On behalf of Zoe at https://zooloosbookdiary.co.uk/zooloos-blog-tours and Olga Gibbs, I am excited and honoured today to be reviewing No Child of Mine. Thank you to Olga Gibbs for a copy of this novel in exchange for an unbiased and honest review.
“No Child of Mine” is a story of a father’s journey to save his child from a totalitarian regime, who is in order to bury the truth prepared to exterminate an entire generation.
57th Year of the true leadership of The Ordained Liberating Party; or Year 2273 by the old calendar.
“The Collapse” took millions of lives and most of the country’s farming lands, bringing the surviving population of the island to the brink of starvation.
Out of the aftermath of the chaos and anarchy, a new state had emerged, known as The Federation Britannia, run by the single and unopposed Ordained Liberating Party.
The division of the country’s orphanages for children of “the true citizens” and children of “the enemies of the state” began the clearance of the questionable element, and bloody years of the Age of Cleansing had finished the purge, leaving behind a perfectly obedient electorate that marched every year in the Liberation Day parades, praising the Party’s leadership and following the Party’s every directive.
The rule of the Party is absolute. Its tool of compliance, the State Security Unit, is feared.
Tom isn’t a frightened follower, he is a true believer. He loves the Party with all his heart. He trusts in the Party’s wisdom. The Party had raised him, rewarding his devotion and love with a lucrative engineering job, and after the approval for the Procreation licence, it also granted him a family.
But the unexpected midnight visit by the State Security to his flat, questions asked and blood samples collected, unsettles Tom more than he likes to admit, and the following day, whilst investigating the “black uniforms” interest, Tom witnesses the State Security troops, led by the familiar officer, marshalling the children from his daughter’s nursery, packing them into trucks and taking them into the unknown.
At that moment Tom is forced to make a decision: either to follow the Party directive and to surrender his child into its plenary care or to protect what he loves and run.
But there’s nowhere to run. There’s no escape from the island or from the complete control of the Ordained Liberating Party.
Well, I have to say that Olga has completely smashed it out of the park. I was so excited but also a little apprehensive about reading a political thriller. It’s not my usually reading genre (I do like dystopian through) and I was a little worried about it being too difficult for me to understand or follow. There was absolutely no need and for anyone who may be feeling the same upon reading the synopsis – I implore you to put the fears aside and dive in because it honestly flows and reads so easily – for me it was like being part of a film that played flawlessly in my head.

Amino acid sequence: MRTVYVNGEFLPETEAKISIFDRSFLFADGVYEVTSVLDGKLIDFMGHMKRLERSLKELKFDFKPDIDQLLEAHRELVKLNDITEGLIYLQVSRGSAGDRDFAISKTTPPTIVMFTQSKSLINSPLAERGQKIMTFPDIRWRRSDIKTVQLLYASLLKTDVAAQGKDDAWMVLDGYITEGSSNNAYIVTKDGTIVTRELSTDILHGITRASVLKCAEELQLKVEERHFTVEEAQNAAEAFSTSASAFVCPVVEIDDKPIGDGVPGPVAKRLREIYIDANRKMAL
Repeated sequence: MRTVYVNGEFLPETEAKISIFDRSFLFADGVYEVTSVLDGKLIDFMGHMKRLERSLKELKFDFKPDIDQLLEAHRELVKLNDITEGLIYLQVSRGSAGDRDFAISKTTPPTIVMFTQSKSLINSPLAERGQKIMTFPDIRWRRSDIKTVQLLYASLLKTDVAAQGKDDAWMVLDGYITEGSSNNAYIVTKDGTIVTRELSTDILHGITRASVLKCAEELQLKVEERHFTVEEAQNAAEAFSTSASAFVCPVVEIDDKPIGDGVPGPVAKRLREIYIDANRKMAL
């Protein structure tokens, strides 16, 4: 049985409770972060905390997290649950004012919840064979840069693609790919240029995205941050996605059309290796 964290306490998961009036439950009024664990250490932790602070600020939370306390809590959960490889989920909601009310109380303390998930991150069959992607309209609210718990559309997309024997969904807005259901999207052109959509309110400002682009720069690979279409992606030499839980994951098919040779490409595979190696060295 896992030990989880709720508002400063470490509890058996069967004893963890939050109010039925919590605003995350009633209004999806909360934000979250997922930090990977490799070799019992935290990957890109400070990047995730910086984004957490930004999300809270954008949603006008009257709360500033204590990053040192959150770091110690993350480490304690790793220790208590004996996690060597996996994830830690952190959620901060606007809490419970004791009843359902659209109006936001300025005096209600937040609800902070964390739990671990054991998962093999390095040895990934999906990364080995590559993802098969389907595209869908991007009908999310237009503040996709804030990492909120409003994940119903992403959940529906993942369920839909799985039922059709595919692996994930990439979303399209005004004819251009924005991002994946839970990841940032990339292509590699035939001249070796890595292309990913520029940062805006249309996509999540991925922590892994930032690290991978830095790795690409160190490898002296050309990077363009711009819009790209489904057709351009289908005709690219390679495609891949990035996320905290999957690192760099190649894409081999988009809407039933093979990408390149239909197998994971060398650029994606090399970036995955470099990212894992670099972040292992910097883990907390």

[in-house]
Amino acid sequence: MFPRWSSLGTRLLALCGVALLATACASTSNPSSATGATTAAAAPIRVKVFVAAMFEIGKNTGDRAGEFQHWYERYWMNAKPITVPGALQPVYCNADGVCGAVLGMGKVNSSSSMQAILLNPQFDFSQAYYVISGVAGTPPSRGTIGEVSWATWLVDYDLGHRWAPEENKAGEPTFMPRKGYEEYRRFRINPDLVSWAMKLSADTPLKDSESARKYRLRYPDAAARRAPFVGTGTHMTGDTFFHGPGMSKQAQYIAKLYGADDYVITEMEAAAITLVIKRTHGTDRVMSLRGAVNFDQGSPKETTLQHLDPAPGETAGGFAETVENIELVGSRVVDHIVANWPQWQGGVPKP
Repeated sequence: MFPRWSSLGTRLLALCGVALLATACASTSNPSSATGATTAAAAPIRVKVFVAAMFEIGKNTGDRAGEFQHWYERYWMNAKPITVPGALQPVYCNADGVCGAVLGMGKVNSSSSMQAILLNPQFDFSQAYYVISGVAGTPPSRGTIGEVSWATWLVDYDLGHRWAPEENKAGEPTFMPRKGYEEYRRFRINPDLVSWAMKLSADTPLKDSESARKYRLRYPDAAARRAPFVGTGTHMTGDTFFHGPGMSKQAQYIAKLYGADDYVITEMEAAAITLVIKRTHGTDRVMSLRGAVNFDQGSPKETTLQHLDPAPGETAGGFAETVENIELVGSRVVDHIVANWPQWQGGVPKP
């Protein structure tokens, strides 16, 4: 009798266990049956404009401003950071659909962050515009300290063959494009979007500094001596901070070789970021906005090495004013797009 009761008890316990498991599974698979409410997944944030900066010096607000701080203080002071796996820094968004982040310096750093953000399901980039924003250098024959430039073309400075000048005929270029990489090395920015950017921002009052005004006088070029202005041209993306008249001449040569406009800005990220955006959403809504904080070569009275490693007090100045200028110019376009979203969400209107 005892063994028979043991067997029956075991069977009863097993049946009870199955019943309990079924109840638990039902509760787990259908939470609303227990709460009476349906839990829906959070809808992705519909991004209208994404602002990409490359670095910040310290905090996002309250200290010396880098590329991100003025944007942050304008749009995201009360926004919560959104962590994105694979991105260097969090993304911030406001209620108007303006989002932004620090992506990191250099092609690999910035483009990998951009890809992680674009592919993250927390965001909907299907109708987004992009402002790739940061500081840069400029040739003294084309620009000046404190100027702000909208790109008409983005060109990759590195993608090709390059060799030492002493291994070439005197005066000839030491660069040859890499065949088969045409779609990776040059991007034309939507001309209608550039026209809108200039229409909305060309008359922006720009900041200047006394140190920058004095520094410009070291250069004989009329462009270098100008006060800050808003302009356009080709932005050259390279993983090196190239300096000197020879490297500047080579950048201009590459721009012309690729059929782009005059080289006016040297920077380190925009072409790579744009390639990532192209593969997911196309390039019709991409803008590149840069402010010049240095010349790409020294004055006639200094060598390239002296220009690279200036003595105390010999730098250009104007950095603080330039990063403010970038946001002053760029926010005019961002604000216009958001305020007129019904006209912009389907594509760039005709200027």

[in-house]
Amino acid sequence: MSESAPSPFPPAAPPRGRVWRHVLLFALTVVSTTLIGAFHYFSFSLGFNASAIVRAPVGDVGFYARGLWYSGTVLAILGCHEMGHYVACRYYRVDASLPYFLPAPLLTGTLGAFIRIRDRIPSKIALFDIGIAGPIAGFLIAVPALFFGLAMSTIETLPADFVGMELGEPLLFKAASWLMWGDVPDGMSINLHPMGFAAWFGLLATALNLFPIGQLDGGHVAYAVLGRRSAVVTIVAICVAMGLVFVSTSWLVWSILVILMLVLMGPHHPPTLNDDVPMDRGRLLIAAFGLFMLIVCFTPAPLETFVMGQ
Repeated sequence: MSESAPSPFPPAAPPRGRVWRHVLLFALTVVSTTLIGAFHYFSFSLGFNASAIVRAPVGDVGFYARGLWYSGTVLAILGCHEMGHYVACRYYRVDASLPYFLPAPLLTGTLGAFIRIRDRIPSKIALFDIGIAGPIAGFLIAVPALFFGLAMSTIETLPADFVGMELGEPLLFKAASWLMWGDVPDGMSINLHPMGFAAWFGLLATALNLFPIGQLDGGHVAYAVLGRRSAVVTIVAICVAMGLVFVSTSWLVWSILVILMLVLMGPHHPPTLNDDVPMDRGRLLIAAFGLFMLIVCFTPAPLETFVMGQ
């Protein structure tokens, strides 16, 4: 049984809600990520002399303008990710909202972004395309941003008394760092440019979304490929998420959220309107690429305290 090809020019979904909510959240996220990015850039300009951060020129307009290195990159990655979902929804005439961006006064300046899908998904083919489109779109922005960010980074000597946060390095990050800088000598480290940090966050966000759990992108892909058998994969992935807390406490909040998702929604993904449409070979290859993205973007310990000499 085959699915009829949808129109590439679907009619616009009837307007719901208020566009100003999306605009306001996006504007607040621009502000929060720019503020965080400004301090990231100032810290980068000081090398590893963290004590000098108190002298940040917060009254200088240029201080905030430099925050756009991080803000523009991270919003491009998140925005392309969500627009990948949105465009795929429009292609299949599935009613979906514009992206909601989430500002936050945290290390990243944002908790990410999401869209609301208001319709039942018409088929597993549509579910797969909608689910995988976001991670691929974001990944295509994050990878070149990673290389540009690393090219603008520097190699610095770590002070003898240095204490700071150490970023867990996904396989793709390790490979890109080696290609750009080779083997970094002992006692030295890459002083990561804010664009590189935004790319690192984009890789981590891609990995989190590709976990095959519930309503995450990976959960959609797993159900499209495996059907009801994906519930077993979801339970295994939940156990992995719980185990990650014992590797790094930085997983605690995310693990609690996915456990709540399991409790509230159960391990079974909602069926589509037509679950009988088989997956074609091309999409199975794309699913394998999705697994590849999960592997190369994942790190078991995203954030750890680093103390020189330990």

Olga Gibbs has extensive knowledge and experience of the USSR and the politics they have experienced through the decades. This shines through strongly as a basis for No Child of Mine. She has created a terrifying look into a potential future reality and it is not good! I mean…the creation and scene setting is bloody excellent but the idea that we could find ourselves living this way in the not too distant future is utterly mind blowing. The more Tom ventured into the politics and real reasons for things – the more intense and horrifying things became.
What really touched a nerve with me personally was the treatment of children and families and how they were expected to behave and act. I work with young people and have a good understanding of trauma and the impact on development, and I was so affected by this aspect.
I loved how Tom was so devoted and dedicated to his party but it took something uneasy to make him begin questioning everything. He really rose to protecting his child and went against everything he knew. There were times when his resolve wavered and the brainwashing of his past started to seep through. I love how Olga has used her knowledge of mental health to demonstrate how Tom would cope with such a dichotomy and conflict between his head and heart.
I read this book and was regularly holding my breath. The whole concept and narrative is intense and frightening but I couldn’t look away and just had to keep on reading.
So many others have compared this book to 1984 however I cannot as I haven’t read it so instead, 1984 is on my list and I shall now be seeing if it holds up to the amazing No Child of Mine. It’s no secret that I adored the Celestial Creatures series but I have to say No Child of Mine is just a whole other level and superbly written. Highly recommended.
Author Bio – Olga Gibbs
Olga Gibbs is a mental health expert who has experience of working with disturbance in adolescents and young people. Using her Masters in Creative Writing, she explores taboo topics such as borderline personality and social effective disorder, effects of abuse and insecure attachment in young people and the inner world which is so rarely spoken about. She was born and raised in USSR and now lives in UK. Olga Gibbs is also a creative writing coach and mentor. Please visit author website http://www.OlgaGibbs.com for more information on upcoming books.
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